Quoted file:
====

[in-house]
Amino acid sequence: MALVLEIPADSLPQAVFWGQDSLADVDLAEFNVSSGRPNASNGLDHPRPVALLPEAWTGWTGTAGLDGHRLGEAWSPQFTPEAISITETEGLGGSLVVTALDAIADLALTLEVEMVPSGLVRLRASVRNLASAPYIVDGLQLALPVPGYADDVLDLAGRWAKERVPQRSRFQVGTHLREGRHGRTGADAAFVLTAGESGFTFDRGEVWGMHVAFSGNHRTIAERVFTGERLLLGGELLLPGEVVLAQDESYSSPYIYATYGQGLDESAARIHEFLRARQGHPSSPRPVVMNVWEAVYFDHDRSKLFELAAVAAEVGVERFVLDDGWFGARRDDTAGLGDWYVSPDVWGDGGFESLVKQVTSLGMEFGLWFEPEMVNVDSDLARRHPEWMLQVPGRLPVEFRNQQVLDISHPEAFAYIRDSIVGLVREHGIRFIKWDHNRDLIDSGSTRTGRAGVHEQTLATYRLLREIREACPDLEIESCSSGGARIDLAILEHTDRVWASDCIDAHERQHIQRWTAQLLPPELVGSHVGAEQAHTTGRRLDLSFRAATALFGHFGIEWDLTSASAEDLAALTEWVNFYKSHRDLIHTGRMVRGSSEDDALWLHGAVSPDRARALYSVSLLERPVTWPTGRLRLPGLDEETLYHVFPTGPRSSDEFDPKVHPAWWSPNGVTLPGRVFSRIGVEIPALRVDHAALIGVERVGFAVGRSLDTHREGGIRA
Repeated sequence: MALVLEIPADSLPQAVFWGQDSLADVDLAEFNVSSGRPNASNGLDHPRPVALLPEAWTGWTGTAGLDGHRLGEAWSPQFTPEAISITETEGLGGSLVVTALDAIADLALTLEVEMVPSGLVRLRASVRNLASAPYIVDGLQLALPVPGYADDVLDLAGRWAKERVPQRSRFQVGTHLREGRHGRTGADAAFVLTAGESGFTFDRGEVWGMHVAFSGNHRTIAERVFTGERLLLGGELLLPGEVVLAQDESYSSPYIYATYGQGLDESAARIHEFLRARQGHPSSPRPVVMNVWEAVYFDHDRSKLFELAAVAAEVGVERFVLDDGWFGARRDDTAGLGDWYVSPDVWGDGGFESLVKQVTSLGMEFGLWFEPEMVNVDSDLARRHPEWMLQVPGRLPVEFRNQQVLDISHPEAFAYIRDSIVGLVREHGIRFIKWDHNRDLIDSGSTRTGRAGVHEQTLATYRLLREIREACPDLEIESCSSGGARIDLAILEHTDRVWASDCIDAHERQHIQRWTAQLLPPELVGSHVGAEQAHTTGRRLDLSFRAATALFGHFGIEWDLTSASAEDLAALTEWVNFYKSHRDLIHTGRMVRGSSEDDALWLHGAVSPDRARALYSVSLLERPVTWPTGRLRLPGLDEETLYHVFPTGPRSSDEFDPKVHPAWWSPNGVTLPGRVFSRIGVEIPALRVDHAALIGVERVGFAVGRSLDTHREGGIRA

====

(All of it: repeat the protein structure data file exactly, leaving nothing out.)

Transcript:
[in-house]
Amino acid sequence: MALVLEIPADSLPQAVFWGQDSLADVDLAEFNVSSGRPNASNGLDHPRPVALLPEAWTGWTGTAGLDGHRLGEAWSPQFTPEAISITETEGLGGSLVVTALDAIADLALTLEVEMVPSGLVRLRASVRNLASAPYIVDGLQLALPVPGYADDVLDLAGRWAKERVPQRSRFQVGTHLREGRHGRTGADAAFVLTAGESGFTFDRGEVWGMHVAFSGNHRTIAERVFTGERLLLGGELLLPGEVVLAQDESYSSPYIYATYGQGLDESAARIHEFLRARQGHPSSPRPVVMNVWEAVYFDHDRSKLFELAAVAAEVGVERFVLDDGWFGARRDDTAGLGDWYVSPDVWGDGGFESLVKQVTSLGMEFGLWFEPEMVNVDSDLARRHPEWMLQVPGRLPVEFRNQQVLDISHPEAFAYIRDSIVGLVREHGIRFIKWDHNRDLIDSGSTRTGRAGVHEQTLATYRLLREIREACPDLEIESCSSGGARIDLAILEHTDRVWASDCIDAHERQHIQRWTAQLLPPELVGSHVGAEQAHTTGRRLDLSFRAATALFGHFGIEWDLTSASAEDLAALTEWVNFYKSHRDLIHTGRMVRGSSEDDALWLHGAVSPDRARALYSVSLLERPVTWPTGRLRLPGLDEETLYHVFPTGPRSSDEFDPKVHPAWWSPNGVTLPGRVFSRIGVEIPALRVDHAALIGVERVGFAVGRSLDTHREGGIRA
Repeated sequence: MALVLEIPADSLPQAVFWGQDSLADVDLAEFNVSSGRPNASNGLDHPRPVALLPEAWTGWTGTAGLDGHRLGEAWSPQFTPEAISITETEGLGGSLVVTALDAIADLALTLEVEMVPSGLVRLRASVRNLASAPYIVDGLQLALPVPGYADDVLDLAGRWAKERVPQRSRFQVGTHLREGRHGRTGADAAFVLTAGESGFTFDRGEVWGMHVAFSGNHRTIAERVFTGERLLLGGELLLPGEVVLAQDESYSSPYIYATYGQGLDESAARIHEFLRARQGHPSSPRPVVMNVWEAVYFDHDRSKLFELAAVAAEVGVERFVLDDGWFGARRDDTAGLGDWYVSPDVWGDGGFESLVKQVTSLGMEFGLWFEPEMVNVDSDLARRHPEWMLQVPGRLPVEFRNQQVLDISHPEAFAYIRDSIVGLVREHGIRFIKWDHNRDLIDSGSTRTGRAGVHEQTLATYRLLREIREACPDLEIESCSSGGARIDLAILEHTDRVWASDCIDAHERQHIQRWTAQLLPPELVGSHVGAEQAHTTGRRLDLSFRAATALFGHFGIEWDLTSASAEDLAALTEWVNFYKSHRDLIHTGRMVRGSSEDDALWLHGAVSPDRARALYSVSLLERPVTWPTGRLRLPGLDEETLYHVFPTGPRSSDEFDPKVHPAWWSPNGVTLPGRVFSRIGVEIPALRVDHAALIGVERVGFAVGRSLDTHREGGIRA